DS : Good question. The Prussian command was really confused, historical accounts reports stormy war councils where, by the end, indecision was the key word. No commander in chief did emerge specifically. I chose Frederick III to represent the Prussian center of operations rather than the army leader. His bonus, which allows his troops to reduce fatigue, simulates Prussian logistics.
The game map is lovely. Is it original, i.e., did you have it designed from source maps? Or is a cleaned up period map?
DS : I used the original map coming from the Atlas de l’Histoire du Consulat et de l’Empire written by Thiers. Then it is the talent of Nicolas Treil, the illustrator, who did the rest. The idea is to merge modern computer graphics and drawings in Indian ink in order to preserve the spirit of the works of the time. These graphic choices are found in all elements of the game.
JB : To speak a bit more of Nicolas, he joined the adventure lately, but he brought with him its enthusiasm and talent. He gave Napoleon 1806 a unique touch, and we are really happy to work with him on this project.
I’m very fond of your rule requiring the routes of advance to a battle to be marked for retreat purposes. What inspired that? Was it something you perceived to be missing in other rules at this scale?
DS : The rule come from the “Marshals” series, where it is simulated in even greater detail. In Napoleon 1806 we did simplify it. The idea is to prevent enemies from meeting without fighting and continue behind en\emy lines to go for victory points linked to strategic objectives.
I know you want to get this game out the door, but, when it succeeds, would you like to do other campaigns? Any hints as to which?
DS : If Napoleon 1806 is a success, the idea is to pursue the series with the 1807 campaign in Poland where we can simulate three campaigns on the same battlefield : Pultusk, Eylau and Friedland (Author’s Note: Oh…heck…yes!). It could be also Bonaparte in 1796 with the fighting for Mantua in Italy. There again many scenarios are possible : Bassano, Rivoli, Arcole. Howerver, Shakos doesn’t want to limit its scope to First Empire, as Julien, who developped Napoleon 1806, has its own project, a simulation of the first months of WW1 on the Western Front, with the same idea than the one behind Napoleon 1806 : accessibility and historicity.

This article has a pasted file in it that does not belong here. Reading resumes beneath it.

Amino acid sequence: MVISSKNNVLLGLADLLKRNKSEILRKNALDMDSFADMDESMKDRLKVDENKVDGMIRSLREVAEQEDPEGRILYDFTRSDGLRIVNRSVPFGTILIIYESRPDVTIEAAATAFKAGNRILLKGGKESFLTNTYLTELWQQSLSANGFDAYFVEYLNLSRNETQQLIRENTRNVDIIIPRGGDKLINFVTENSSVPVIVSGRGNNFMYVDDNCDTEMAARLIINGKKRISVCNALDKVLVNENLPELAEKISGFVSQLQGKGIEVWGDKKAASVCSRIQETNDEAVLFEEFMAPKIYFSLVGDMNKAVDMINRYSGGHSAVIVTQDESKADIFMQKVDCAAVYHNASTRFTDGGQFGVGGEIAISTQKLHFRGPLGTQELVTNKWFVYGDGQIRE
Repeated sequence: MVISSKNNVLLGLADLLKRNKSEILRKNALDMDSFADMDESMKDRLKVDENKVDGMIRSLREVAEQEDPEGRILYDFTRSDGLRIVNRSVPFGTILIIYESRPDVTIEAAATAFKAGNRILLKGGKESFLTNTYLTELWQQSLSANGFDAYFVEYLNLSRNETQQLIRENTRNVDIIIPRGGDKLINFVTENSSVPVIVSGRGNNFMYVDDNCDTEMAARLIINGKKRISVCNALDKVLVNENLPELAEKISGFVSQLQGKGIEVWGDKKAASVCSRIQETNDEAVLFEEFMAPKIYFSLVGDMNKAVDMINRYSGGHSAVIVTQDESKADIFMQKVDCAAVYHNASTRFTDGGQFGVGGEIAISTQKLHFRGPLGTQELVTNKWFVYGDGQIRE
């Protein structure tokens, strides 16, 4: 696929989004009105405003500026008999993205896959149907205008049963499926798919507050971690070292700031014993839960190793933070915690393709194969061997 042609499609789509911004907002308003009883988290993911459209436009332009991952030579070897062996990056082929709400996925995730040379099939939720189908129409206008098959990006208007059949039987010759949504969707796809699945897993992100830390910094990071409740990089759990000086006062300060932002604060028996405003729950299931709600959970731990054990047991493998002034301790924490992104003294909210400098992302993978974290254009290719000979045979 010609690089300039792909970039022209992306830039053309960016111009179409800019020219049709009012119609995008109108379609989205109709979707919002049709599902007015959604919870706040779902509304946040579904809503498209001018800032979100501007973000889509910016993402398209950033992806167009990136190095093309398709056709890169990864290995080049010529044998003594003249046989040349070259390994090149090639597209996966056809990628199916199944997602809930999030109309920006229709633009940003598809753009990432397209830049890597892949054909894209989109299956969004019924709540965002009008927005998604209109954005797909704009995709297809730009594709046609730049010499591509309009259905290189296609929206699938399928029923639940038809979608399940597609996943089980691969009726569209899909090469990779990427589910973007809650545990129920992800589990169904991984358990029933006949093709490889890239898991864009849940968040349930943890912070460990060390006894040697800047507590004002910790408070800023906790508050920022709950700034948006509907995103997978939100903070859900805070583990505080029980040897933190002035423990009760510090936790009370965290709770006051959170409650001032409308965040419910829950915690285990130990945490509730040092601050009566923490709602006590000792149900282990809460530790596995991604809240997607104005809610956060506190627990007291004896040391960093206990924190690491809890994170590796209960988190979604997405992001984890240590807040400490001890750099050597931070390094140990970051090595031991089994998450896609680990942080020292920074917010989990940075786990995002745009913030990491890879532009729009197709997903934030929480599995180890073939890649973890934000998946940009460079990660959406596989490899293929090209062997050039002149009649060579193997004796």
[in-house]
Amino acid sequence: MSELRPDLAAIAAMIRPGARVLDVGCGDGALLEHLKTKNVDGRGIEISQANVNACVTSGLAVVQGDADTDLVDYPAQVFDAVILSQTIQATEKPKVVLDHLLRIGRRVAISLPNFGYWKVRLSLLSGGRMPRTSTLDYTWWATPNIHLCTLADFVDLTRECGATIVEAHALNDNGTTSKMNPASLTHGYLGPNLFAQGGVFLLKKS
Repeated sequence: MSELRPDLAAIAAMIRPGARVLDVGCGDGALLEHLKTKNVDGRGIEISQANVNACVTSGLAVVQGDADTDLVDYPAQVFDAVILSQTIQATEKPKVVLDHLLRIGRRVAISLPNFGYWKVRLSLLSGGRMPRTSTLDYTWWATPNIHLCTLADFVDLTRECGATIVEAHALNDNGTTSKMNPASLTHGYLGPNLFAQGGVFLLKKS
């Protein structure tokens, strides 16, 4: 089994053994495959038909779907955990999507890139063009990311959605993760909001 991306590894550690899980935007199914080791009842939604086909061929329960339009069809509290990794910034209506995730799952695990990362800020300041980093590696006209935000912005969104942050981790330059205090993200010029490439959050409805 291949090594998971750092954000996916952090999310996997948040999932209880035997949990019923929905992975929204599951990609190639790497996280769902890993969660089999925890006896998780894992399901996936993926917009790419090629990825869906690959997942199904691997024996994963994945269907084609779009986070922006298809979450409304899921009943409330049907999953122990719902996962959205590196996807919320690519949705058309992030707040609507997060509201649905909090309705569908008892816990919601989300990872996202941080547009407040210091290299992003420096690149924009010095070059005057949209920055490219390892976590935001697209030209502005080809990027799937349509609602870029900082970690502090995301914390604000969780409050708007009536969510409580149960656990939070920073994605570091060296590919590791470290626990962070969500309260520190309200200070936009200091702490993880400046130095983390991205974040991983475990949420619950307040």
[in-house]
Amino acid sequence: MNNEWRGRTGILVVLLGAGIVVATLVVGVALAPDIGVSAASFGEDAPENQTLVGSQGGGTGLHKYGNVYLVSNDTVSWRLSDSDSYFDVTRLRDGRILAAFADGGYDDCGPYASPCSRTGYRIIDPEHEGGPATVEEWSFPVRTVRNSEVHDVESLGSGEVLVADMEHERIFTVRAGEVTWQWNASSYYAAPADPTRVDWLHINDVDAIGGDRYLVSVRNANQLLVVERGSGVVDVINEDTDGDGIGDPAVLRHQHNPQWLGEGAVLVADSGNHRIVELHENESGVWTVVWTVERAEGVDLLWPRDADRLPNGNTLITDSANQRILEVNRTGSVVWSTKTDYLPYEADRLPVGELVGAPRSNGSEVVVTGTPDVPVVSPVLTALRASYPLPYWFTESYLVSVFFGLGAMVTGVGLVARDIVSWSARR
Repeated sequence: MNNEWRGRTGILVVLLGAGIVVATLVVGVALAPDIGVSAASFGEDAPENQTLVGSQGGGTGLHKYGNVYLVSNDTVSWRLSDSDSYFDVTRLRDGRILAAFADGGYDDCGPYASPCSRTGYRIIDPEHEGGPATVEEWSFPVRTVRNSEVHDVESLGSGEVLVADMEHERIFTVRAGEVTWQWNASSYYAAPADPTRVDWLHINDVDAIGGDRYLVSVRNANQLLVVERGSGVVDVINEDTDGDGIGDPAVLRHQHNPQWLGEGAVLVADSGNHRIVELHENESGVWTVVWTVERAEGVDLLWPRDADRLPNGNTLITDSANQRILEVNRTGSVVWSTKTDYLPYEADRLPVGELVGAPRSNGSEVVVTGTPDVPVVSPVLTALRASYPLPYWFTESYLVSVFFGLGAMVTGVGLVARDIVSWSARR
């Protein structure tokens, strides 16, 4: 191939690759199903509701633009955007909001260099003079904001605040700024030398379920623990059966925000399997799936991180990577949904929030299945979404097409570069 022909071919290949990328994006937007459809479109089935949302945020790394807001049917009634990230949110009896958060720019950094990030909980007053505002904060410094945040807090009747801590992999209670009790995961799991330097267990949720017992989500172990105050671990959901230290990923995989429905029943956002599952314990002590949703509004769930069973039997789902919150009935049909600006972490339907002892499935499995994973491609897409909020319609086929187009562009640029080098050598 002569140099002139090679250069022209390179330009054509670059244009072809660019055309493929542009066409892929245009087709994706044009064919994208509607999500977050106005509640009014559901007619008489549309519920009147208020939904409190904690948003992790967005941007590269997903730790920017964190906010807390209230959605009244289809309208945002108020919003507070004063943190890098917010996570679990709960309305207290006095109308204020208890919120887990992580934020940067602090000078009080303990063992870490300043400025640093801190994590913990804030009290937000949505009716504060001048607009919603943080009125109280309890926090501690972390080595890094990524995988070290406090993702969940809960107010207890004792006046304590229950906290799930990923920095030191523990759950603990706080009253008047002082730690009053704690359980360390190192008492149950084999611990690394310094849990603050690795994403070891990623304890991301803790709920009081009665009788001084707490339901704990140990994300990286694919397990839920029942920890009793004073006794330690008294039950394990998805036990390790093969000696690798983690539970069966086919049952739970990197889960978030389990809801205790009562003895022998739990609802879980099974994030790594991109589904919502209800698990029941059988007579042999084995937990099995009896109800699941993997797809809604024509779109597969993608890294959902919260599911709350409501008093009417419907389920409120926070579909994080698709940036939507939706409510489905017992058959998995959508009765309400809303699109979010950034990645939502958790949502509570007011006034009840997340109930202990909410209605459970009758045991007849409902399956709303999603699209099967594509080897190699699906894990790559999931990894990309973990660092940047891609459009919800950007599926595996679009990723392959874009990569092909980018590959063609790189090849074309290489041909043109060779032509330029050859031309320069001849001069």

JB : Yep, Empire is not the only historical field we want to explore. However we want to stick to our main ideas, and the game on WW1 will also be based on the exhaustion of the troops and fog of war.
Anything else you’d like us to know about your company or this campaign?
DS : More than the KS campaign itself this is the goal of the project I always come back to: Our will, with Julien, is to have fun, I think than Napoleon 1806 transcribes this : historical simulation and playing fun.
JB : Yes we want to have fun, but we also want the campaign to succeed ! So you still have a few days to support us and make this project become a reality!
Many thanks to both Julien and Denis for taking time out of what must be a crazy period to answer these questions. If you’re inclined to join the Kickstarter as a backer – and all the cool kids with square buttons are – it’s right here